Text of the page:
Condo-Rental Listings Jump 132% in Urban Exodus From Toronto
(Bloomberg) -- The number of condominiums put up for rent in Toronto more than doubled in the fourth quarter compared with a year earlier, a sign of a growing exodus of people from the city’s downtown to more spacious accommodations in the suburbs.
The 132% surge in supply sent rents tumbling in Canada’s financial capital, one of the country’s priciest cities for housing. The average rent for a one-bedroom condo fell almost 17% from a year earlier to C$1,845 ($1,453), while costs for a two-bedroom unit dropped about 15% to C$2,453, according to data released Wednesday from the Toronto Regional Real Estate Board.
“Growth in the number of available units far outstripped growth in rental transactions,” Lisa Patel, president of the TRREB, said in the report. “The result was much more choice and negotiating power for renters and a downward adjustment in average rents.”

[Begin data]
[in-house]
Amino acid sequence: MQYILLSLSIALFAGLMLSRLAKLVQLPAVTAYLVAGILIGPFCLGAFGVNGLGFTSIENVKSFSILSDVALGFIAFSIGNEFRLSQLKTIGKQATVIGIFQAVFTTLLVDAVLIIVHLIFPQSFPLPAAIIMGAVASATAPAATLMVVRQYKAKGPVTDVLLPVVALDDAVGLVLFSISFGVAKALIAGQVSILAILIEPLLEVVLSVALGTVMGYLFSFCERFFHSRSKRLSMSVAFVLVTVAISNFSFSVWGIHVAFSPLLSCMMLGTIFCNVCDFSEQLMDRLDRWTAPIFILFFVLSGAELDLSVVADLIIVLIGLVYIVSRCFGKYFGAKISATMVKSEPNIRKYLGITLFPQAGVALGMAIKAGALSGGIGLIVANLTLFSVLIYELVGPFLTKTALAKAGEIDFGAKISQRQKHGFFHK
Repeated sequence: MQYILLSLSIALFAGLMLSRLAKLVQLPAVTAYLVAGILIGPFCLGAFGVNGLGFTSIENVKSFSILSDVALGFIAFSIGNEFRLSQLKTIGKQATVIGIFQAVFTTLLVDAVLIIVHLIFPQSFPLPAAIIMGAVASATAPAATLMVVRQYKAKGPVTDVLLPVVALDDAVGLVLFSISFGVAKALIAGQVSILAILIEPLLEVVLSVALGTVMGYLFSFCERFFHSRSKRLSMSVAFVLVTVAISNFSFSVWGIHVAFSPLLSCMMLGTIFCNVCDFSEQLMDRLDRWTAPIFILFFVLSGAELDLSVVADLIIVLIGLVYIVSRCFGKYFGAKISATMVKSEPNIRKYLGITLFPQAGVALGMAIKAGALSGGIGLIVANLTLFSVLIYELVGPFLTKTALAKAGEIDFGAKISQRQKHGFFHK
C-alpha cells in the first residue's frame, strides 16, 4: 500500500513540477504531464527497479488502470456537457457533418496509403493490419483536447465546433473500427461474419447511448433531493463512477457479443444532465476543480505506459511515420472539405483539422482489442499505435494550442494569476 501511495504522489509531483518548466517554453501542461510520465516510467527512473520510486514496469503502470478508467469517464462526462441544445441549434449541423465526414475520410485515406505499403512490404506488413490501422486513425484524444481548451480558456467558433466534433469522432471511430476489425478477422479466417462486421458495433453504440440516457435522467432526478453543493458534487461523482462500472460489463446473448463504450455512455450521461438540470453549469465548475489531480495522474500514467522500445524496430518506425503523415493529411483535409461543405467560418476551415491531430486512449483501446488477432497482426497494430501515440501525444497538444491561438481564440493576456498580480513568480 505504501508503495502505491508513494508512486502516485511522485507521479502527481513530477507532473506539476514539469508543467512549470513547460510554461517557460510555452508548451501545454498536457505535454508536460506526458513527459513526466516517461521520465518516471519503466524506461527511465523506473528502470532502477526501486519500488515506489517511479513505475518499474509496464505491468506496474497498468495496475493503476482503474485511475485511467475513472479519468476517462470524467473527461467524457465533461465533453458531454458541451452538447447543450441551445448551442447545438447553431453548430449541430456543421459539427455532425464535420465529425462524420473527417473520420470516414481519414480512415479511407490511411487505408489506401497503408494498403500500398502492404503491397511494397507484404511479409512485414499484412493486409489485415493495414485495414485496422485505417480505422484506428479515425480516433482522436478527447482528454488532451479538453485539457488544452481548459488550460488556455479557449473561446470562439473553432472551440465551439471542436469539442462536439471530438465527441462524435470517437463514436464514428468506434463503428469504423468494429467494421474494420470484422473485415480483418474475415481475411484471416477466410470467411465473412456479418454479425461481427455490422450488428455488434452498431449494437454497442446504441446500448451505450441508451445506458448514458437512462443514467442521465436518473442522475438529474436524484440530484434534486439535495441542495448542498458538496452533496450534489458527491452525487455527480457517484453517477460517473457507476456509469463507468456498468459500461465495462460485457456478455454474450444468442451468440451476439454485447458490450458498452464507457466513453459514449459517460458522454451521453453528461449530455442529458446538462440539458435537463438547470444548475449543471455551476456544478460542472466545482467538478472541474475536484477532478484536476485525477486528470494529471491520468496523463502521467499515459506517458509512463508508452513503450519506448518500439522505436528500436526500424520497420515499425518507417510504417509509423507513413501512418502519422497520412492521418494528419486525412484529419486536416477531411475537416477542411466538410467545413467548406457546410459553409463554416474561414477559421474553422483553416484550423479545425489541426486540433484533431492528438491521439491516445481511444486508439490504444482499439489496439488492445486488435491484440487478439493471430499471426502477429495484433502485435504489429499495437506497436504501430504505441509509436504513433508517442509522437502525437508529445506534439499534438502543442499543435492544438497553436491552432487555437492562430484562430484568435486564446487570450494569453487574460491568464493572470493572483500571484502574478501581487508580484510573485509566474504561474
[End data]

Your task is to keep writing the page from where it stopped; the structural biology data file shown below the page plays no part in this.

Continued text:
The coronavirus pandemic has spurred an outflow of people from Canada’s largest cities as many professionals work remotely and lockdowns displace service-industry employees. The shift from urban centers has been particularly pronounced among the younger demographic that’s typically most drawn to the hip downtown neighborhoods where condo towers cluster.
In Toronto, which recently reimposed stringent lockdown measures to control surging Covid-19 cases, supply is surging after a multidecade condo-building boom. Thousands of mom and pop investors who bought units to rent them out now face the prospect of losing money on their investment each month.
The number of condos listed for sale more than doubled in the final three months of last year from the same period in 2019, TRREB data show. The average selling price declined 1.1% in the metropolitan area to C$610,044, and fell 2.4% to C$644,516 in Toronto’s historic core.
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